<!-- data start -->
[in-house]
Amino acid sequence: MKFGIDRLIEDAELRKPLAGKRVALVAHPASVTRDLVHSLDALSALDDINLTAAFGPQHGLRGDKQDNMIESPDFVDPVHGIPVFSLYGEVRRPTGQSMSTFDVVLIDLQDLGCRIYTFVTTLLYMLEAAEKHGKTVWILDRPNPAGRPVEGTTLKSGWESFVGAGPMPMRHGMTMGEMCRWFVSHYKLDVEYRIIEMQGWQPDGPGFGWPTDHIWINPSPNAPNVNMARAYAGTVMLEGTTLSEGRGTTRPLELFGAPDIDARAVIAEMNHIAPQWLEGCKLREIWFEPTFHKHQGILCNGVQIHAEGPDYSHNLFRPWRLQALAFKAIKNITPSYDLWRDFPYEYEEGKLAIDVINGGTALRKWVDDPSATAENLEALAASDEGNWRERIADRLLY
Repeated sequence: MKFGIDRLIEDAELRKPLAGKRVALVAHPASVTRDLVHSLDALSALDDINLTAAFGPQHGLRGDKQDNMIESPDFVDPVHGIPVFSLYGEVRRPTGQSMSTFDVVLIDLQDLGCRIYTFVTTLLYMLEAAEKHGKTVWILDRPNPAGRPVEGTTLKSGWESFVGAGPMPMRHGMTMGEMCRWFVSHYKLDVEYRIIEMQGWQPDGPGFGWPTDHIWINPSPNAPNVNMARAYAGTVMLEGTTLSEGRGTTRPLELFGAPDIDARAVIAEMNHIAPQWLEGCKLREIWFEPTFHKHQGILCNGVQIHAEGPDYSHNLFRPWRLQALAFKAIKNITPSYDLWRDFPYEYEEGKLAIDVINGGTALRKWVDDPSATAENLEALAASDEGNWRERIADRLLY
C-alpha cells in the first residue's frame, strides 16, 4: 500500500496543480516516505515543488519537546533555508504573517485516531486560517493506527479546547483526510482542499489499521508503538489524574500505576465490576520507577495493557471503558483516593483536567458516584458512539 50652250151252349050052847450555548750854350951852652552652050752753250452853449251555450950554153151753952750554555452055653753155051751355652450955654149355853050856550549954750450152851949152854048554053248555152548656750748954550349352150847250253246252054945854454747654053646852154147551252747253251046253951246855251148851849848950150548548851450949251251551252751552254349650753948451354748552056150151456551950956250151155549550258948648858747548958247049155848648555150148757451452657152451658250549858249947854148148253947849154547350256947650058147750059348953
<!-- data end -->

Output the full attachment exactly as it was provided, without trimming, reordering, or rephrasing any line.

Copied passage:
[in-house]
Amino acid sequence: MKFGIDRLIEDAELRKPLAGKRVALVAHPASVTRDLVHSLDALSALDDINLTAAFGPQHGLRGDKQDNMIESPDFVDPVHGIPVFSLYGEVRRPTGQSMSTFDVVLIDLQDLGCRIYTFVTTLLYMLEAAEKHGKTVWILDRPNPAGRPVEGTTLKSGWESFVGAGPMPMRHGMTMGEMCRWFVSHYKLDVEYRIIEMQGWQPDGPGFGWPTDHIWINPSPNAPNVNMARAYAGTVMLEGTTLSEGRGTTRPLELFGAPDIDARAVIAEMNHIAPQWLEGCKLREIWFEPTFHKHQGILCNGVQIHAEGPDYSHNLFRPWRLQALAFKAIKNITPSYDLWRDFPYEYEEGKLAIDVINGGTALRKWVDDPSATAENLEALAASDEGNWRERIADRLLY
Repeated sequence: MKFGIDRLIEDAELRKPLAGKRVALVAHPASVTRDLVHSLDALSALDDINLTAAFGPQHGLRGDKQDNMIESPDFVDPVHGIPVFSLYGEVRRPTGQSMSTFDVVLIDLQDLGCRIYTFVTTLLYMLEAAEKHGKTVWILDRPNPAGRPVEGTTLKSGWESFVGAGPMPMRHGMTMGEMCRWFVSHYKLDVEYRIIEMQGWQPDGPGFGWPTDHIWINPSPNAPNVNMARAYAGTVMLEGTTLSEGRGTTRPLELFGAPDIDARAVIAEMNHIAPQWLEGCKLREIWFEPTFHKHQGILCNGVQIHAEGPDYSHNLFRPWRLQALAFKAIKNITPSYDLWRDFPYEYEEGKLAIDVINGGTALRKWVDDPSATAENLEALAASDEGNWRERIADRLLY
C-alpha cells in the first residue's frame, strides 16, 4: 500500500496543480516516505515543488519537546533555508504573517485516531486560517493506527479546547483526510482542499489499521508503538489524574500505576465490576520507577495493557471503558483516593483536567458516584458512539 50652250151252349050052847450555548750854350951852652552652050752753250452853449251555450950554153151753952750554555452055653753155051751355652450955654149355853050856550549954750450152851949152854048554053248555152548656750748954550349352150847250253246252054945854454747654053646852154147551252747253251046253951246855251148851849848950150548548851450949251251551252751552254349650753948451354748552056150151456551950956250151155549550258948648858747548958247049155848648555150148757451452657152451658250549858249947854148148253947849154547350256947650058147750059348953